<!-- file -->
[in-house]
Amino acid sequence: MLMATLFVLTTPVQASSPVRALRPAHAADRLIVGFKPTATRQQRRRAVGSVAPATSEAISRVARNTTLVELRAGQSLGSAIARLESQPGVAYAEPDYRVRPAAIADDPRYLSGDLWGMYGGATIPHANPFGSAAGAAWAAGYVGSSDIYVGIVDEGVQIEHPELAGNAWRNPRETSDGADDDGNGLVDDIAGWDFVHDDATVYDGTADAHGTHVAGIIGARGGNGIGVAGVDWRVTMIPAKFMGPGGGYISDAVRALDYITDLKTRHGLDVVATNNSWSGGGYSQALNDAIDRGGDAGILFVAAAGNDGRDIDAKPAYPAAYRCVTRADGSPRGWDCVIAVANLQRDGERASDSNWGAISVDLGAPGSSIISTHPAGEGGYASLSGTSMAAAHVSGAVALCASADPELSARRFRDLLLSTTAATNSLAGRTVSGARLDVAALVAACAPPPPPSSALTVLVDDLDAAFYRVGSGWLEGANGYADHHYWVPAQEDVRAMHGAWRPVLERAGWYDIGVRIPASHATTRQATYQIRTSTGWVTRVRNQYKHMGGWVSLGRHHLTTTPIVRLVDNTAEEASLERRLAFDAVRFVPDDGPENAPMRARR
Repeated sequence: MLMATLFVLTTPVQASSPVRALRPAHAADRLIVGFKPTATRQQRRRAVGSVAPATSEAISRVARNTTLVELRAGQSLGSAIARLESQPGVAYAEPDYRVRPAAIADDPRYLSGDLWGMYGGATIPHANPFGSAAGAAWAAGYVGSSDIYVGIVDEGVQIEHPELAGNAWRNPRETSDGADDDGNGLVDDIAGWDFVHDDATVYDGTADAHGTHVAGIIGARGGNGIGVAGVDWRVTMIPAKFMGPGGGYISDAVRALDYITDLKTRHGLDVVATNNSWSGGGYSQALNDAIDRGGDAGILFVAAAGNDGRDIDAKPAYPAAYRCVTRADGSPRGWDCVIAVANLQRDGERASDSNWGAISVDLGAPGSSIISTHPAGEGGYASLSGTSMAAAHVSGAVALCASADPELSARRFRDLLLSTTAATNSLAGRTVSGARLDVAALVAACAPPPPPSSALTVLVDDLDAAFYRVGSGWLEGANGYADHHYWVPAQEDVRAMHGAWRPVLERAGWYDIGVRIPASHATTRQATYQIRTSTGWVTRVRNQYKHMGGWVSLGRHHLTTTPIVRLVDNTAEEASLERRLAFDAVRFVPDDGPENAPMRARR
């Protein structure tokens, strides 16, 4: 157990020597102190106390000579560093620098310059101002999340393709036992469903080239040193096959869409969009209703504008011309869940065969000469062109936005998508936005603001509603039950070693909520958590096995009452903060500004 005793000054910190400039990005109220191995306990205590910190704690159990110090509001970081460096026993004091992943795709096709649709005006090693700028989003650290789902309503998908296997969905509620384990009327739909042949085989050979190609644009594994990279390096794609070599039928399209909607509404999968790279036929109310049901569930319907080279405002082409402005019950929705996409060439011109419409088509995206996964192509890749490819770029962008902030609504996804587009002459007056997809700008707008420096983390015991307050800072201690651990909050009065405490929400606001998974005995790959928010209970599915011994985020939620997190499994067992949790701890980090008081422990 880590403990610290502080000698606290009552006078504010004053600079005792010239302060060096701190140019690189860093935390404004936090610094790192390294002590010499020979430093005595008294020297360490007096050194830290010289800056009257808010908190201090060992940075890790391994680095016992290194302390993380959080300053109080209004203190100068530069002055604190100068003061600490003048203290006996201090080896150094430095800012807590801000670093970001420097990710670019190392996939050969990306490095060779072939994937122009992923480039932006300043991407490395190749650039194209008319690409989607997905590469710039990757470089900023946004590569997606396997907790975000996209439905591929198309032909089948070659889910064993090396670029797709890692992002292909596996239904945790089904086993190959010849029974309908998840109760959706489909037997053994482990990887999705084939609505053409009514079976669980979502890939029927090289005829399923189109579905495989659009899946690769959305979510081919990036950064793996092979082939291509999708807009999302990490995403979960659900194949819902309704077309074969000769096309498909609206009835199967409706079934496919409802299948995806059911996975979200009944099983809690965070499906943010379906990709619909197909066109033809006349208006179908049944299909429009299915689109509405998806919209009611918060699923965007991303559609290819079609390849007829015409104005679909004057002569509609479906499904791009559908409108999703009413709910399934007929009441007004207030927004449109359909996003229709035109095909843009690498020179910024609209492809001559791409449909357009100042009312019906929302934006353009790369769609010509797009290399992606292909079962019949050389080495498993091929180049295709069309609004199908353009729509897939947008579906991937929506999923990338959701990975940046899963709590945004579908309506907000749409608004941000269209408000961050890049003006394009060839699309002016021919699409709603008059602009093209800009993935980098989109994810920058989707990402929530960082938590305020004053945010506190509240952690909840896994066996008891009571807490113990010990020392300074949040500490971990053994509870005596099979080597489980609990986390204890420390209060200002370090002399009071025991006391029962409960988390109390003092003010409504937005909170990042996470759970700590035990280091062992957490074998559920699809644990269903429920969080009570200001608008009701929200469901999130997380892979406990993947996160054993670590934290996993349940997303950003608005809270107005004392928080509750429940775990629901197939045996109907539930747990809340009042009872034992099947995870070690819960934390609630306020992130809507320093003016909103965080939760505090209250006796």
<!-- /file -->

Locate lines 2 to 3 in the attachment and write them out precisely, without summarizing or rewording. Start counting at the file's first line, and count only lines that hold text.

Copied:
Amino acid sequence: MLMATLFVLTTPVQASSPVRALRPAHAADRLIVGFKPTATRQQRRRAVGSVAPATSEAISRVARNTTLVELRAGQSLGSAIARLESQPGVAYAEPDYRVRPAAIADDPRYLSGDLWGMYGGATIPHANPFGSAAGAAWAAGYVGSSDIYVGIVDEGVQIEHPELAGNAWRNPRETSDGADDDGNGLVDDIAGWDFVHDDATVYDGTADAHGTHVAGIIGARGGNGIGVAGVDWRVTMIPAKFMGPGGGYISDAVRALDYITDLKTRHGLDVVATNNSWSGGGYSQALNDAIDRGGDAGILFVAAAGNDGRDIDAKPAYPAAYRCVTRADGSPRGWDCVIAVANLQRDGERASDSNWGAISVDLGAPGSSIISTHPAGEGGYASLSGTSMAAAHVSGAVALCASADPELSARRFRDLLLSTTAATNSLAGRTVSGARLDVAALVAACAPPPPPSSALTVLVDDLDAAFYRVGSGWLEGANGYADHHYWVPAQEDVRAMHGAWRPVLERAGWYDIGVRIPASHATTRQATYQIRTSTGWVTRVRNQYKHMGGWVSLGRHHLTTTPIVRLVDNTAEEASLERRLAFDAVRFVPDDGPENAPMRARR
Repeated sequence: MLMATLFVLTTPVQASSPVRALRPAHAADRLIVGFKPTATRQQRRRAVGSVAPATSEAISRVARNTTLVELRAGQSLGSAIARLESQPGVAYAEPDYRVRPAAIADDPRYLSGDLWGMYGGATIPHANPFGSAAGAAWAAGYVGSSDIYVGIVDEGVQIEHPELAGNAWRNPRETSDGADDDGNGLVDDIAGWDFVHDDATVYDGTADAHGTHVAGIIGARGGNGIGVAGVDWRVTMIPAKFMGPGGGYISDAVRALDYITDLKTRHGLDVVATNNSWSGGGYSQALNDAIDRGGDAGILFVAAAGNDGRDIDAKPAYPAAYRCVTRADGSPRGWDCVIAVANLQRDGERASDSNWGAISVDLGAPGSSIISTHPAGEGGYASLSGTSMAAAHVSGAVALCASADPELSARRFRDLLLSTTAATNSLAGRTVSGARLDVAALVAACAPPPPPSSALTVLVDDLDAAFYRVGSGWLEGANGYADHHYWVPAQEDVRAMHGAWRPVLERAGWYDIGVRIPASHATTRQATYQIRTSTGWVTRVRNQYKHMGGWVSLGRHHLTTTPIVRLVDNTAEEASLERRLAFDAVRFVPDDGPENAPMRARR